Chris Packham and Self Aversion

Chris Packham

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In an article in the Radio Times this week, Chris Packham co presenter of the BBC SpringWatch TV program told the interviewer:

“I actually don’t like myself, I never have. I see every error in myself and I analyse it, so when other people like me it generates a mixture of emotions – first of all suspicion, and then confusion. Don’t get me wrong, I’m not a self-harming or suicidal type, but I haven’t got an ounce of smugness in me. I’m a shy boy, always have been, and I like animals more than people.”

That’s an excellent* example of how lack of self acceptance show’s up in the way we speak about ourselves.

Imagine for a moment that his critic was on the outside, that he had a ‘friend’ who regularly told him “I don’t like you” or commented on every error he made and analysed it in great detail. I don’t think that would be much fun and you probably wouldn’t want to keep a friend like that around.

How does this resonate with you? Do you recognise something similar in yourself?

Most people would think that the way that you think is fixed, it’s too late, or even that it is natural. All these things are learned. It’s very unlikely that the newborn Chris Packham didn’t like himself or analyse every error, somewhere along the way he learned that about himself.

If you learn something you can unlearn it or learn something different.

If you have a thought like “I don’t like myself” from time to time you might like to try this little experiment.

  • ‘Step out of that thought’ as if it were an old pair of shoes.
  • Wiggle your mental toes
  • ‘Step into’ the thought: “I like myself, I’m a human being doing my best, just like everyone else”.
  • Try this idea on for size for a few moments.

What does it feel like to think of yourself in this way?

*I bet the experience isn’t excellent from his point of view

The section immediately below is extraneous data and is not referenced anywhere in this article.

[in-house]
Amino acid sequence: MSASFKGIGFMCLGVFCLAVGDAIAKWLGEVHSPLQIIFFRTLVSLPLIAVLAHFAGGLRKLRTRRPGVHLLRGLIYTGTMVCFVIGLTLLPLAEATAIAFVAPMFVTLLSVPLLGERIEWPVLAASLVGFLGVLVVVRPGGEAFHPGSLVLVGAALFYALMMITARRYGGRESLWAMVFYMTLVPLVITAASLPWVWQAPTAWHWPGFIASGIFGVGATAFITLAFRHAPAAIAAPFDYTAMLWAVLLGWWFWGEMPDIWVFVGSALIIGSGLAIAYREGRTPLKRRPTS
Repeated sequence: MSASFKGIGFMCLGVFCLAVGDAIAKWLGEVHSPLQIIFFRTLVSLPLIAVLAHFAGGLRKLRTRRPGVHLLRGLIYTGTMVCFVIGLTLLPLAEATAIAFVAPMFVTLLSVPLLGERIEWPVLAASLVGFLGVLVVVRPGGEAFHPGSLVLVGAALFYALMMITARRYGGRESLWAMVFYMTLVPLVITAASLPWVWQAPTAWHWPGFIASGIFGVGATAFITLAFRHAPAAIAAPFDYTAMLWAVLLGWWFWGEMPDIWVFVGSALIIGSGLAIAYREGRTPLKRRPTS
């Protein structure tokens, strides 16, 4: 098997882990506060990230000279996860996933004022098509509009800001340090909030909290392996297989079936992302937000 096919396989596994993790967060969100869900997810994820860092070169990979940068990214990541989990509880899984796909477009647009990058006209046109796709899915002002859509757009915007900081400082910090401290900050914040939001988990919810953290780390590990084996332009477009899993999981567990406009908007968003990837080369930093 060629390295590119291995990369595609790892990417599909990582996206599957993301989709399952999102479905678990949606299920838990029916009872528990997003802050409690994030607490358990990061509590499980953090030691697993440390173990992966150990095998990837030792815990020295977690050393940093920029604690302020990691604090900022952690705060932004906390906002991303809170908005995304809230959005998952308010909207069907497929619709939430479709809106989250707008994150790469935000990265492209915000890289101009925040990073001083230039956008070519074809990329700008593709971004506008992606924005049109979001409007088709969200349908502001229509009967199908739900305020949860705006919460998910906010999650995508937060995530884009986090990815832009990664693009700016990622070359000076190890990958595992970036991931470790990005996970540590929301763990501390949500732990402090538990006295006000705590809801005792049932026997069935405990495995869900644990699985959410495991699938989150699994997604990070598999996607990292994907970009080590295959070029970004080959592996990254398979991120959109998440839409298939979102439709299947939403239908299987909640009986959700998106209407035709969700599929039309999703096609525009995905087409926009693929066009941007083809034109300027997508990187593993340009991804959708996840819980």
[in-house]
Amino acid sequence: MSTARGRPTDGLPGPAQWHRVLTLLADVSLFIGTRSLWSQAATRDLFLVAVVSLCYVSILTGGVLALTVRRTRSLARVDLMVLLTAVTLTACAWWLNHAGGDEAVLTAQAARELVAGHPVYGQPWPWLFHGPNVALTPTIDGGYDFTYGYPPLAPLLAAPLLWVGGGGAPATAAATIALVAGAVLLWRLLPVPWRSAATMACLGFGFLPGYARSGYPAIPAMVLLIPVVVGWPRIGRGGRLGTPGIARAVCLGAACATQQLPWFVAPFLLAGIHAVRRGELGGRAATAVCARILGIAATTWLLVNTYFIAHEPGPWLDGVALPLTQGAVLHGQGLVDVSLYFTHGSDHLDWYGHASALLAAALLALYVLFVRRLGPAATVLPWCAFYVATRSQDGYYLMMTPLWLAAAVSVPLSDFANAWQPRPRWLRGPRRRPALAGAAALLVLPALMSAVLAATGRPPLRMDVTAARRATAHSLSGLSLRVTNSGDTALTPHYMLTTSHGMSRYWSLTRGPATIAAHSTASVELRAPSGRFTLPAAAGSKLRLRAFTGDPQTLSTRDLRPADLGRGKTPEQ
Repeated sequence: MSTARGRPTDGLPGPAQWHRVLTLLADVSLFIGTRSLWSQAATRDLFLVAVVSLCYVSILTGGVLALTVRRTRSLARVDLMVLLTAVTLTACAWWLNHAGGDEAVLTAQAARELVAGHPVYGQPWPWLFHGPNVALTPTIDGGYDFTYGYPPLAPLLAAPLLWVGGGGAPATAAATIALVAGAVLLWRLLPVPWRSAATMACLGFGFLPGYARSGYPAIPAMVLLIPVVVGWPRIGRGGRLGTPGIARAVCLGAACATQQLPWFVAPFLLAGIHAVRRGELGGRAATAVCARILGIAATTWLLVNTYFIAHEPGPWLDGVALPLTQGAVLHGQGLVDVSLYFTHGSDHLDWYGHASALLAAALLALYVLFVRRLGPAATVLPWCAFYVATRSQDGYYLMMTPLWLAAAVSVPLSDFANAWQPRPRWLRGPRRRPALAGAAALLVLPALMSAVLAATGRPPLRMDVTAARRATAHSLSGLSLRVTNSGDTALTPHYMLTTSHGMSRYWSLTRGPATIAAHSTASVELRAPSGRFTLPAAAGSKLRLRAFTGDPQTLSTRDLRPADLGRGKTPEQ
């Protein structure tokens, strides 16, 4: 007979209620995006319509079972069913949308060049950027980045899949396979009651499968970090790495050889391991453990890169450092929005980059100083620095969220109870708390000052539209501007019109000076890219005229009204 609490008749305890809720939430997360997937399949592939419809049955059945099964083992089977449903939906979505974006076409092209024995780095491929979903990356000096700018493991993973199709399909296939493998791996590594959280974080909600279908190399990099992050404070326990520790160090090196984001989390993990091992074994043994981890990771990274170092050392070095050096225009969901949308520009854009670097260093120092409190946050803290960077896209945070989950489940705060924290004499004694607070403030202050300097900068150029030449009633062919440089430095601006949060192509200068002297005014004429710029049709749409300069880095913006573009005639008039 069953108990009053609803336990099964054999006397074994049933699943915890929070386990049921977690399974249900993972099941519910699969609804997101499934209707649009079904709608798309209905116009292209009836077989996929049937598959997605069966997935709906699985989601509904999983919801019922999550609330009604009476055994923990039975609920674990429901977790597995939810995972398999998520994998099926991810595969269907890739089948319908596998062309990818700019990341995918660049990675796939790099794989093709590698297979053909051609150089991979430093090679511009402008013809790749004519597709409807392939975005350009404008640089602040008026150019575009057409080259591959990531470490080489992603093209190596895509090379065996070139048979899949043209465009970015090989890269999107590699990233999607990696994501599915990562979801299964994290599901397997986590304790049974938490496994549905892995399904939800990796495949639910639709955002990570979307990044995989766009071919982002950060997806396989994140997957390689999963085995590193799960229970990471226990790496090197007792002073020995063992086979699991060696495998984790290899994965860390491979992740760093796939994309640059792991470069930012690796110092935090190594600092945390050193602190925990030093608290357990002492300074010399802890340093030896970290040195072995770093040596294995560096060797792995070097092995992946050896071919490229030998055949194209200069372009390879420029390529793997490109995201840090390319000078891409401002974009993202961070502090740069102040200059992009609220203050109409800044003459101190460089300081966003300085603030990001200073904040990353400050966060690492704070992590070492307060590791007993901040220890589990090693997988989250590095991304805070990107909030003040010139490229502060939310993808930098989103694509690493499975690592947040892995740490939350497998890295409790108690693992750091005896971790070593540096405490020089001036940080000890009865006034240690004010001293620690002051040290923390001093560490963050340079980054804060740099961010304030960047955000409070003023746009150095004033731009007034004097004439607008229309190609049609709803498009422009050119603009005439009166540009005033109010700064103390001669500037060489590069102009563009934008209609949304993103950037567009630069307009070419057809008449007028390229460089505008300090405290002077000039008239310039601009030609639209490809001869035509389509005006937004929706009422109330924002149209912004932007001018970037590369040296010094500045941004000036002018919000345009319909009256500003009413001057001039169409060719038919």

Thanks Sally for spotting the original article and letting me know about it.

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4 Responses to “Chris Packham and Self Aversion”

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  1. Daniel Sainty says:

    Interesting article.

    As a highly self-critical person (forgive me, I could’ve phrased that better)
    a technique I’ve developed with my own kvetching and acute self-analytical antagonising, both for myself and friends who are of a similarly self-defeating ilk, is to imagine you were thinking about a friend, acquaintance or colleague.

    Would you be so brutally critical or severely judgemental? Of course, you wouldn’t. So why not treat yourself as fairly as you would them? It’s plain decency and commonsense, after all.

  2. Andy says:

    Thank you and thanks for adding your own thoughts.

    Just so I’m clear about your technique – when you are talking to yourself, you imagine that you are a friend or colleague and that allows you to talk to yourself more considerately. Have I got that straight?

    I couldn’t agree more about plain decency and common sense. Unfortunately common sense can be harder to achieve than it ought to be.

    I’m working on some simple techniques for soothing that critical internal dialogue and I’ll write about it as soon as I’ve had a chance to test it with a few more people.

    Stay tuned.

  3. Andy, you know, Chris isn’t alone. At least the guy is somewhat aware of his self-perception.

    I have a friend who calls herself a “stupid idiot” all the time. She’s continued doling out the criticism she heard from her mom, as a little girl (of course!).

    I love your Stepin’ Out activity. It’s a great and visual way to begin to get kinder to ourselves.

    Natalie Hill

  4. Andy says:

    Natalie, I think Chris is unusual only in that he is aware of it and admits it so clearly in public. I think he is probably in the (mostly) silent majority.

    I suspect if you were to ask a room full of people “Who gives themselves a hard time?”, 80-90% of the hands would go up.

    Just reading about your friend made me wince. We are such good little tape recorders when we are young unfortunately we don’t get to choose what to listen to and record, then it’s hard to find the stop button to interrupt the continuous replay in later life.

    Thanks for your kind words about the Stepin’ Out – there’s more in the pipeline

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